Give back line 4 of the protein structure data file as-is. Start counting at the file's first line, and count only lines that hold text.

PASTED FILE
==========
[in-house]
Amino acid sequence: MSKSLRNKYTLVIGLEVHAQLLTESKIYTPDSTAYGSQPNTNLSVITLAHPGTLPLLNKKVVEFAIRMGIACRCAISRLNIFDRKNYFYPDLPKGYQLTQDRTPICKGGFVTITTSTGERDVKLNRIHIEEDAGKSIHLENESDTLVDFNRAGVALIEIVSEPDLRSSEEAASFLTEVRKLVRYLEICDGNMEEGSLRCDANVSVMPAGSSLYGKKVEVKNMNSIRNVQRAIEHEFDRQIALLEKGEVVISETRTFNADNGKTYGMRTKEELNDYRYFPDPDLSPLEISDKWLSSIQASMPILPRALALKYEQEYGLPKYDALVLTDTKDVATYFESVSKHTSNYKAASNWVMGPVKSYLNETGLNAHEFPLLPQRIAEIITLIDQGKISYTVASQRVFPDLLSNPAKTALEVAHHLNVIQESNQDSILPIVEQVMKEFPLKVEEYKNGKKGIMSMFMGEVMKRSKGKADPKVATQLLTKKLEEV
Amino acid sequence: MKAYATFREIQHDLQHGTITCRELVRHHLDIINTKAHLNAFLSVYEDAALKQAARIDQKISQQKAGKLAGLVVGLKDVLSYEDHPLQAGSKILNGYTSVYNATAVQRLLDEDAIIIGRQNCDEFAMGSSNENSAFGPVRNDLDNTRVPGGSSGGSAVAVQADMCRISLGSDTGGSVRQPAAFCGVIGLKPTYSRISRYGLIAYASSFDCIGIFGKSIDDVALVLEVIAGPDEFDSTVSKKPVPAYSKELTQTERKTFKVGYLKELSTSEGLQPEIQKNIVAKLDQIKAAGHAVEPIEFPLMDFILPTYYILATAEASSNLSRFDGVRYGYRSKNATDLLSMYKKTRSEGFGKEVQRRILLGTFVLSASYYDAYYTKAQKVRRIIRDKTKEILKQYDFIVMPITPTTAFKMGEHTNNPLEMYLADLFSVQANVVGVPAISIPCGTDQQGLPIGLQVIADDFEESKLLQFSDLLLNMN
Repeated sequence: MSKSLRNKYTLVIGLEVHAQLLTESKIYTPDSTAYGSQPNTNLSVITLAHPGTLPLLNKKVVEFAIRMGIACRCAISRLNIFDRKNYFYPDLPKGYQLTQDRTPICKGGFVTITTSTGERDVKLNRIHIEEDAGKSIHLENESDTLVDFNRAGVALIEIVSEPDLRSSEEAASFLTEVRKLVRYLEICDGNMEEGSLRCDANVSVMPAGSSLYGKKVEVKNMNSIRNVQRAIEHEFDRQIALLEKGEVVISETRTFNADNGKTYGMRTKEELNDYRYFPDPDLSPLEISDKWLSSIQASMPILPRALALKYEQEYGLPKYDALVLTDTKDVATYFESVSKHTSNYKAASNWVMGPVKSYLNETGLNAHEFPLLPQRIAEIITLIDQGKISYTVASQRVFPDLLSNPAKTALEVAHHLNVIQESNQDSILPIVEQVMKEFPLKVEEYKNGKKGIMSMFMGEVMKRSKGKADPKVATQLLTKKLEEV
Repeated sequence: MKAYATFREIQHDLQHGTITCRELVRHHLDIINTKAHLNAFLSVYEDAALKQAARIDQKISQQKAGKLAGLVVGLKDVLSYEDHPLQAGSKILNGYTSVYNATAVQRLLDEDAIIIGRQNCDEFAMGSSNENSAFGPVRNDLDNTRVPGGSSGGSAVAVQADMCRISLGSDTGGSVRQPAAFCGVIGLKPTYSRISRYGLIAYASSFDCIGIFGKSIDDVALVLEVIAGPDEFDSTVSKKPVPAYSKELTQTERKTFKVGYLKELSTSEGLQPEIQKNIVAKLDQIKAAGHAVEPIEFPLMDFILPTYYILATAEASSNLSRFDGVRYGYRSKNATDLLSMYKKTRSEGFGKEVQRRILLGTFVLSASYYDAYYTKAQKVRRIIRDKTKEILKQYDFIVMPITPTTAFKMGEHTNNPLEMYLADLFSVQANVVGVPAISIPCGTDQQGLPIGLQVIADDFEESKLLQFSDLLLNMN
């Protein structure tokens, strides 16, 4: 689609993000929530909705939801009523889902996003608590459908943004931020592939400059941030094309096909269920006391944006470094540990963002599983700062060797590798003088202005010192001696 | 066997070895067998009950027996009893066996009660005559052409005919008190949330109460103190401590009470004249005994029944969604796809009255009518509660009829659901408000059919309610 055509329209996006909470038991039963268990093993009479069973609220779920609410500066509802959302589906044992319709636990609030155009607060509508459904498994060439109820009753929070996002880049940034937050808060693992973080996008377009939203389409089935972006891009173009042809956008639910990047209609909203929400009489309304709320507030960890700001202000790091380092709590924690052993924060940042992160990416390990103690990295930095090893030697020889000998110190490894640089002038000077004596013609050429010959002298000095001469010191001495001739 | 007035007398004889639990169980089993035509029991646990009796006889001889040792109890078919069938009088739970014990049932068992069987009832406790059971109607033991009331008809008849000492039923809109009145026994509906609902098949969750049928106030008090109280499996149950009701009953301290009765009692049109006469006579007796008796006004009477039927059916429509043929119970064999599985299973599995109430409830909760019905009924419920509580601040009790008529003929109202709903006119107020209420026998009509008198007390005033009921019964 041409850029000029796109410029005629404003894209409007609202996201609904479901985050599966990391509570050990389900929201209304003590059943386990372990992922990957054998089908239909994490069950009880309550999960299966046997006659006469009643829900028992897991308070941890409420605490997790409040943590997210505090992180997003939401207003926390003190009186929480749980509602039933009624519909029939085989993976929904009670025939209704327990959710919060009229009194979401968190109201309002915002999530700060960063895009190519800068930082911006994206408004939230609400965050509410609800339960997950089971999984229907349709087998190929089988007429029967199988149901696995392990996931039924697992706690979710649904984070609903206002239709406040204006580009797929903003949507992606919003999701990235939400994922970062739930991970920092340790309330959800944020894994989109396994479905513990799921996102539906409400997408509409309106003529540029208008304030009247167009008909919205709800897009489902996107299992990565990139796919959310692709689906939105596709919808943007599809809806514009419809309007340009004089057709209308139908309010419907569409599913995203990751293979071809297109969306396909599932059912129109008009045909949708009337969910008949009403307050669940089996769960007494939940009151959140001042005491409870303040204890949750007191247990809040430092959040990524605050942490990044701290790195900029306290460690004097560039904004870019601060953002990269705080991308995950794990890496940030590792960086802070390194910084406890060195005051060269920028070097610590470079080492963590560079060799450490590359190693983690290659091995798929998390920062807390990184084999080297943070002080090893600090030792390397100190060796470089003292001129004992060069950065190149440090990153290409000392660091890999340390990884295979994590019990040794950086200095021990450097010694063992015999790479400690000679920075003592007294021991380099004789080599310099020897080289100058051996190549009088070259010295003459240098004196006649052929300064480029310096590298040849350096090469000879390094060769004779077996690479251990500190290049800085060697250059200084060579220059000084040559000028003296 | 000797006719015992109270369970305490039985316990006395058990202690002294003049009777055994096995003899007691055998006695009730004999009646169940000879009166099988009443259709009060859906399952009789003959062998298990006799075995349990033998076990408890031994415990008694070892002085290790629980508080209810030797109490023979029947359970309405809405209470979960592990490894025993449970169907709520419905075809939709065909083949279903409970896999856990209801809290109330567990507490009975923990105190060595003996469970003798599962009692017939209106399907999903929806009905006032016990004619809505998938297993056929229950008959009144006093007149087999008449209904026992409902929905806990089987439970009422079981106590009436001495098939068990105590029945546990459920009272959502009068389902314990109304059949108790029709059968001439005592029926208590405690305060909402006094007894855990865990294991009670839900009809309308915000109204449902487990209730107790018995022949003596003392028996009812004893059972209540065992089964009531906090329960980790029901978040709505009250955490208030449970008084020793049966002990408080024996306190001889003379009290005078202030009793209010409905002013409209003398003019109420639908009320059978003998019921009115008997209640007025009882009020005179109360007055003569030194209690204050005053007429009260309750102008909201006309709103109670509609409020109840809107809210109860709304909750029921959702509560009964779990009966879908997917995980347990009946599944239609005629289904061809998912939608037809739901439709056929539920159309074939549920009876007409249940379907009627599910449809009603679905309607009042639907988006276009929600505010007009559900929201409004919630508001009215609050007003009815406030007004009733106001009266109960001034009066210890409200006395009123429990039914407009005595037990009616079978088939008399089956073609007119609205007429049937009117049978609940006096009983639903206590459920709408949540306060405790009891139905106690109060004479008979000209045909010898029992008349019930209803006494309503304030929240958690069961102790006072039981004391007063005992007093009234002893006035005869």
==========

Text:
Repeated sequence: MSKSLRNKYTLVIGLEVHAQLLTESKIYTPDSTAYGSQPNTNLSVITLAHPGTLPLLNKKVVEFAIRMGIACRCAISRLNIFDRKNYFYPDLPKGYQLTQDRTPICKGGFVTITTSTGERDVKLNRIHIEEDAGKSIHLENESDTLVDFNRAGVALIEIVSEPDLRSSEEAASFLTEVRKLVRYLEICDGNMEEGSLRCDANVSVMPAGSSLYGKKVEVKNMNSIRNVQRAIEHEFDRQIALLEKGEVVISETRTFNADNGKTYGMRTKEELNDYRYFPDPDLSPLEISDKWLSSIQASMPILPRALALKYEQEYGLPKYDALVLTDTKDVATYFESVSKHTSNYKAASNWVMGPVKSYLNETGLNAHEFPLLPQRIAEIITLIDQGKISYTVASQRVFPDLLSNPAKTALEVAHHLNVIQESNQDSILPIVEQVMKEFPLKVEEYKNGKKGIMSMFMGEVMKRSKGKADPKVATQLLTKKLEEV